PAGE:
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Why and how to implement sodium, potassium, calcium, and magnesium changes in food items and diets?

Abstract

The present average sodium intakes, approximately 3000–4500 mg/day in various industrialised populations, are very high, that is, 2–3-fold in comparison with the current Dietary Reference Intake (DRI) of 1500 mg. The sodium intakes markedly exceed even the level of 2500 mg, which has been recently given as the maximum level of daily intake that is likely to pose no risk of adverse effects on blood pressure or otherwise. By contrast, the present average potassium, calcium, and magnesium intakes are remarkably lower than the recommended intake levels (DRI). In USA, for example, the average intake of these mineral nutrients is only 35–50% of the recommended intakes. There is convincing evidence, which indicates that this imbalance, that is, the high intake of sodium on one hand and the low intakes of potassium, calcium, and magnesium on the other hand, produce and maintain elevated blood pressure in a big proportion of the population. Decreased intakes of sodium alone, and increased intakes of potassium, calcium, and magnesium each alone decrease elevated blood pressure. A combination of all these factors, that is, decrease of sodium, and increase of potassium, calcium, and magnesium intakes, which are characteristic of the so-called Dietary Approaches to Stop Hypertension diets, has an excellent blood pressure lowering effect. For the prevention and basic treatment of elevated blood pressure, various methods to decrease the intake of sodium and to increase the intakes of potassium, calcium, and magnesium should be comprehensively applied in the communities. The so-called ‘functional food/nutraceutical/food-ceutical’ approach, which corrects the mineral nutrient composition of extensively used processed foods, is likely to be particularly effective in producing immediate beneficial effects. The European Union and various governments should promote the availability and use of such healthier food compositions by tax reductions and other policies, which make the healthier choices cheaper than the conventional ones. They should also introduce and promote the use of tempting nutrition and health claims on the packages of healthier food choices, which have an increased content of potassium, calcium, and/or magnesium and a lowered content of sodium. Such pricing and claim methods would help the consumers to choose healthier food alternatives, and make composition improvements tempting also for the food industry.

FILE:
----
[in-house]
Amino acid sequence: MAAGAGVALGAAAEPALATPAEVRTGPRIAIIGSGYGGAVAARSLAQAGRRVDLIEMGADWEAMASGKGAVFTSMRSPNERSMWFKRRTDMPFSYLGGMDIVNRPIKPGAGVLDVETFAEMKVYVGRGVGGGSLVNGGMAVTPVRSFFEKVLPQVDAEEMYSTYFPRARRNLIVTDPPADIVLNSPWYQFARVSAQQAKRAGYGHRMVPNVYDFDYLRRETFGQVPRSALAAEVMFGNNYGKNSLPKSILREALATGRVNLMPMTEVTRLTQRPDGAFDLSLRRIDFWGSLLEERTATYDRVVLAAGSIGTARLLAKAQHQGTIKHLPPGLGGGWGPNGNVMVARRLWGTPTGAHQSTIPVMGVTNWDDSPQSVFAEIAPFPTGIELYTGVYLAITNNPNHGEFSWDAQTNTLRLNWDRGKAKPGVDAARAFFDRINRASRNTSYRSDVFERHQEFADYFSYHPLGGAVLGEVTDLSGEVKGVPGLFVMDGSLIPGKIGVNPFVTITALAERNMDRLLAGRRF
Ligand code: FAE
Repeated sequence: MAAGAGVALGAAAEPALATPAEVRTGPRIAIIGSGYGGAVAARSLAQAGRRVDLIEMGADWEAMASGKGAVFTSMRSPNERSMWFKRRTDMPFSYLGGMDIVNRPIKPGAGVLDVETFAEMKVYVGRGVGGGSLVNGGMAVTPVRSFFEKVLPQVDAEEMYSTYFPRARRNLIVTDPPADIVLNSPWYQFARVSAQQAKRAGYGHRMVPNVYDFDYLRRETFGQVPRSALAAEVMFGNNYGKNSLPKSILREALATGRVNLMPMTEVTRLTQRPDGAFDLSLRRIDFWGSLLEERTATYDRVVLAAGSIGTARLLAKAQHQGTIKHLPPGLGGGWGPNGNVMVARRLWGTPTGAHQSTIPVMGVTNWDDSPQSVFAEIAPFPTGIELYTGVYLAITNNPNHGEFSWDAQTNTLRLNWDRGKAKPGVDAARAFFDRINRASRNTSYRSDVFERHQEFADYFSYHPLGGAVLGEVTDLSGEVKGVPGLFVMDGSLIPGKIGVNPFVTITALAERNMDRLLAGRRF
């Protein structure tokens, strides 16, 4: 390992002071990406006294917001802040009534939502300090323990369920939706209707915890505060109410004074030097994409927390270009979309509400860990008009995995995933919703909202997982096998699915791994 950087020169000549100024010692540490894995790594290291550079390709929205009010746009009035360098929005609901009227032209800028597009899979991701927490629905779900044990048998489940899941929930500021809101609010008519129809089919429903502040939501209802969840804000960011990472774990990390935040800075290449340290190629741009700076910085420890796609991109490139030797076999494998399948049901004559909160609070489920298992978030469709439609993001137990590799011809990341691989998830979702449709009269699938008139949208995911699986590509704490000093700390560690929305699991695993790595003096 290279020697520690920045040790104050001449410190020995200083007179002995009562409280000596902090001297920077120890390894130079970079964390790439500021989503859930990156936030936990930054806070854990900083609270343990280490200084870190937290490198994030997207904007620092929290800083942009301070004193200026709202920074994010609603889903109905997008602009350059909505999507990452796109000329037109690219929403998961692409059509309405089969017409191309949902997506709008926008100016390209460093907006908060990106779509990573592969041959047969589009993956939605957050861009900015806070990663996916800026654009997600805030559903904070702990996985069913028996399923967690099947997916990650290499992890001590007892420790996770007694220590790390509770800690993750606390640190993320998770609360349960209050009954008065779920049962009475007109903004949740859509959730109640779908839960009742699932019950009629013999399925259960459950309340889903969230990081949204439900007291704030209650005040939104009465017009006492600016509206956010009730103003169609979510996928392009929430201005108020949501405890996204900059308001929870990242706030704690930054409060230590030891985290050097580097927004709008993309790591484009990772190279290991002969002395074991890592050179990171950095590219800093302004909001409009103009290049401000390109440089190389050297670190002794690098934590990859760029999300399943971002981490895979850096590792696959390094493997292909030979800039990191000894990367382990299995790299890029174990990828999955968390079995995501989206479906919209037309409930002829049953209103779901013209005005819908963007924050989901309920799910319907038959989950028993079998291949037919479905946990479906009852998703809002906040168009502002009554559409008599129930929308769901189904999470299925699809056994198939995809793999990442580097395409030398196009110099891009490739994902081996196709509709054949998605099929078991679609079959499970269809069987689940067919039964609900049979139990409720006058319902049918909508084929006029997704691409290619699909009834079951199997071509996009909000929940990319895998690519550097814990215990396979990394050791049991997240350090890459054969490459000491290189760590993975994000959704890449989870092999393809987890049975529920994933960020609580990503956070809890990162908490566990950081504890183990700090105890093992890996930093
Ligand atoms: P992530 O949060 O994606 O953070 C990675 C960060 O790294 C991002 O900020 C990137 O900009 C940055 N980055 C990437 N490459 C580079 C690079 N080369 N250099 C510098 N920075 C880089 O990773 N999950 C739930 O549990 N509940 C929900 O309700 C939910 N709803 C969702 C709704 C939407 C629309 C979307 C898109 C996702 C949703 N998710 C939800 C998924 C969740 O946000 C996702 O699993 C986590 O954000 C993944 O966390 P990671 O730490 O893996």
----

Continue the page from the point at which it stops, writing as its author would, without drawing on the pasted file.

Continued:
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Acknowledgements

This work was commissioned by the Factors Affecting Hypertension Task Force of the European branch of the International Life Sciences Institute (ILSI Europe). At the time of the workshop, industry members of this task force were Frito Lay, Kellog, RHM Technology, Unilever and Valio. Further information about ILSI Europe can be obtained through info@ilsieurope.be or tel. +32 (0) 2 771 0014.

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Karppanen, H., Karppanen, P. & Mervaala, E. Why and how to implement sodium, potassium, calcium, and magnesium changes in food items and diets?. J Hum Hypertens 19 (Suppl 3), S10–S19 (2005). https://doi.org/10.1038/sj.jhh.1001955

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  • DOI: https://doi.org/10.1038/sj.jhh.1001955

Keywords

  • salt
  • sodium
  • potassium
  • calcium
  • magnesium
  • plant sterols
  • functional foods

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